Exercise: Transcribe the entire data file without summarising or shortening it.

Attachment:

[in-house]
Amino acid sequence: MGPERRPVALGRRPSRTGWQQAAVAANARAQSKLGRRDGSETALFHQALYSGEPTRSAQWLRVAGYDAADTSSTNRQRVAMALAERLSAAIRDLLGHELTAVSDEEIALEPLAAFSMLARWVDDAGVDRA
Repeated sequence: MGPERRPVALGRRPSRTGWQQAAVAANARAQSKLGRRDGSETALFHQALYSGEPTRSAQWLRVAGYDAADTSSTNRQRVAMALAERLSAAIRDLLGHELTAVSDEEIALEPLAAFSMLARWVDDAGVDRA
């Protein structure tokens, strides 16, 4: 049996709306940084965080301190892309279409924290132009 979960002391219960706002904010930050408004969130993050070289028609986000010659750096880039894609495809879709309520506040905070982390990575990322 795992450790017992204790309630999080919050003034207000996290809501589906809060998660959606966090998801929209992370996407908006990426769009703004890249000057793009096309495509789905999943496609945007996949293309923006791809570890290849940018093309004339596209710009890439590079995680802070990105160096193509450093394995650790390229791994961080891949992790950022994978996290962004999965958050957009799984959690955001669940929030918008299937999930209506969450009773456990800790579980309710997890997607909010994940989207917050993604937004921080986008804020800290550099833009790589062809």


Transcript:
[in-house]
Amino acid sequence: MGPERRPVALGRRPSRTGWQQAAVAANARAQSKLGRRDGSETALFHQALYSGEPTRSAQWLRVAGYDAADTSSTNRQRVAMALAERLSAAIRDLLGHELTAVSDEEIALEPLAAFSMLARWVDDAGVDRA
Repeated sequence: MGPERRPVALGRRPSRTGWQQAAVAANARAQSKLGRRDGSETALFHQALYSGEPTRSAQWLRVAGYDAADTSSTNRQRVAMALAERLSAAIRDLLGHELTAVSDEEIALEPLAAFSMLARWVDDAGVDRA
């Protein structure tokens, strides 16, 4: 049996709306940084965080301190892309279409924290132009 979960002391219960706002904010930050408004969130993050070289028609986000010659750096880039894609495809879709309520506040905070982390990575990322 795992450790017992204790309630999080919050003034207000996290809501589906809060998660959606966090998801929209992370996407908006990426769009703004890249000057793009096309495509789905999943496609945007996949293309923006791809570890290849940018093309004339596209710009890439590079995680802070990105160096193509450093394995650790390229791994961080891949992790950022994978996290962004999965958050957009799984959690955001669940929030918008299937999930209506969450009773456990800790579980309710997890997607909010994940989207917050993604937004921080986008804020800290550099833009790589062809």